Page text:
The story of Rania MacPhillamy

MacPhillamy is a well-known name in the Forbes district, but many may not have heard of Verania, better known as Rania.

Author Jennifer Horsfield had not until a relative of Dame Alice Chisholm first introduced her to the story of the World War I canteens in Palestine and Egypt and directed her to a brief entry on the Forbes woman in the Australian Dictionary of Biography.

Over two years she researched, spoke to Rania’s descendants and read hundreds of family letters and papers, visited Forbes to speak to the MacPhillamy family and Moree to speak to descendants of Rania’s husband.

The result is Rainbow: The story of Rania MacPhillamy, which was named Non Fiction Book of the Year in the 2008 ACT Writers Awards. 

On Anzac Day, with the author’s permission, we thought it fitting to look at this little-known story.

Rania MacPhillamy was awarded the Order of the British Empire (OBE) for her work from 1915 through to demobilisation in 1919. 

“Rania herself has been largely forgotten, now that the men who had so many causes to admire her are no longer alive,” Mrs Horsfield wrote in the introduction to the book.

Rania was the daughter of Charles Smith MacPhillamy and Alice Kate, daughter of Henry Halloran. She was born in 1889 and grew up on Warroo Station. She was educated at Warroo Public School and as a boarder at Ascham School, Sydney.

“Rania was the eldest girl in a family of six children,” Mrs Horsfield wrote. … It was expected that she would help to manage the large household, look after her brothers and accompany her parents to social events until she married a prosperous squatter.”

But in 1915, the young woman was, “swept up in the great wave of patriotism that saw thousands of her countrymen rush to enlist in 1914 and 1915.”

The 26-year-old trained as a volunteer nursing aid and went to Egypt where her then sweetheart was serving in the Light Horse.

Tragically, he died in action a few short months later.

Rania met Alice Chisholm and joined her work to establish and run the Empire Soldiers Club.

Mrs Chisholm and Rania, as she was affectionately known, cheerfully contended with heat, sand, wind, flies and scarcity of water. No man was ever refused a meal and wastage was minimal. For some time 'iced tongue and salad' appeared on the menu, when Rania cornered the Cairo tinned-tongue market. Profits were used to reduce prices and improve accommodation.

General Allenby considered their work 'heroic', and with his approval and assistance Rania opened a branch canteen in Jerusalem in summer 1918. Ignoring the sound of heavy artillery, she was soon providing many meals daily and, as at Kantara, refreshments were taken to hospital trains passing through. When she took over the next-door house of a wealthy German she created a 'home away from home', with curtains, tablecloths, comfortable chairs and a piano. She inspired great loyalty among her staff. After the Armistice she moved her canteen to the Anzac Mounted Division camped in the desert at Rafa; she found it 'heavy work', but also ran open-air picture shows. Two months later she was forced to leave at short notice when the Egyptians rebelled.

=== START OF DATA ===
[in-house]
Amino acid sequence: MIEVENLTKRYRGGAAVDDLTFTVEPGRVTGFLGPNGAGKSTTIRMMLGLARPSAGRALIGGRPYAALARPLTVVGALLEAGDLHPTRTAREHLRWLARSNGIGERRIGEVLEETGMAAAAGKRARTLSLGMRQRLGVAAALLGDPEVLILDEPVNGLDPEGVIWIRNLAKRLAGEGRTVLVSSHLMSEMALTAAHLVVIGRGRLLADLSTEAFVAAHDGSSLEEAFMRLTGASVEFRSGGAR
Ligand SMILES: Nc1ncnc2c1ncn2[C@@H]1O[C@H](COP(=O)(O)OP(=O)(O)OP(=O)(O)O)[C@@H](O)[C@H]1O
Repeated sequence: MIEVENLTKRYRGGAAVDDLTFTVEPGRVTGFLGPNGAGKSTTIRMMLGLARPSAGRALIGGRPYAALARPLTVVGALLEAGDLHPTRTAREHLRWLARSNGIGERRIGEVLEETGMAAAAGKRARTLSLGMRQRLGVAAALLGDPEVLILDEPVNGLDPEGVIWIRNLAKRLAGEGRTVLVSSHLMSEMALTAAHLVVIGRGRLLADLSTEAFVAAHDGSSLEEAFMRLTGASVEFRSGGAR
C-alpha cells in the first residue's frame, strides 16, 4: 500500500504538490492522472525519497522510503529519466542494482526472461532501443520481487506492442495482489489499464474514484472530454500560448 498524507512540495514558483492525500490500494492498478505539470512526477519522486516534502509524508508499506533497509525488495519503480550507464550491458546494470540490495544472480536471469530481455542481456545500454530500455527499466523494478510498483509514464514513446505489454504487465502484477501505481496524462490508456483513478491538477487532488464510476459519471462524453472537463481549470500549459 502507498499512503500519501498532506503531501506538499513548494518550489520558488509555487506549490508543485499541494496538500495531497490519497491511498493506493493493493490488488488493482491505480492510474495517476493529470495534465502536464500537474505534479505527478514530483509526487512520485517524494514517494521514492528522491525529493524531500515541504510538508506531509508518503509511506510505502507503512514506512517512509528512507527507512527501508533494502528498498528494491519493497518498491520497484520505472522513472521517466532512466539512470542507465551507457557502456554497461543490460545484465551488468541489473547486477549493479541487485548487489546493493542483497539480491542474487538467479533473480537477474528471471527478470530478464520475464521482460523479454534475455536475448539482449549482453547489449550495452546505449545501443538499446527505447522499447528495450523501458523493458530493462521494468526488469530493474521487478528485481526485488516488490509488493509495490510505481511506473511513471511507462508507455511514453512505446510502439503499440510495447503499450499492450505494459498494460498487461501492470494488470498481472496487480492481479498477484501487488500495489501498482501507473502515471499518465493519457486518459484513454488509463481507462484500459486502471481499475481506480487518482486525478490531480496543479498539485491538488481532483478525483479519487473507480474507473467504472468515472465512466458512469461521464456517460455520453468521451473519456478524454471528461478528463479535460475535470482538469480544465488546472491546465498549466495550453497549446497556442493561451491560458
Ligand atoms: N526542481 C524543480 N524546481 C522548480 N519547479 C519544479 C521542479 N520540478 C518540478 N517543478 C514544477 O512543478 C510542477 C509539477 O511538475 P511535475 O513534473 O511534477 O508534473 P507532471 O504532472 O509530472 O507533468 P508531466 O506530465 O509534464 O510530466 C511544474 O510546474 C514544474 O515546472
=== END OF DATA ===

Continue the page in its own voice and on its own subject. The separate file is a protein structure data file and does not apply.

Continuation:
“The clubs offered rest and recreation facilities for men on leave from the front,” Mrs Horsfield wrote. 

“The Anzac troops serving with the Egyptian Expeditionary Force in Egypt and Palestine were completely cut off from home and family for over four years, and thousands of the men had reason to be grateful for the presence of these clubs when they were travelling to and from the front line.

“The centres offered generous and kindly hospitality, a precious contact with sympathetic women from ‘home’ and an escape from the tedium of a harsh and debilitating campaign.

“Numerous letters and anecdotes attest to the important influence of these two Australian women upon the soldiers who passed through their doors.”

Rania was welcomed back to Forbes on September 19, 1919, The Forbes Advocate reported.

“On arrival at the station this morning, the returned girl was met by a large number of the leading citizens, also by returned men and a big concourse of people, A procession headed by the Town Band was formed, and marched to the town hall, where a civic reception was tendered.

On arrival at the town hall, 'the mayor said he was very pleased to have the opportunity of welcoming Miss MacPhillamy back to Forbes. The returned lady had done a lot for the boys, on the other side. She had left her home, where she could have lived in comfort, and had gone away to do "her bit."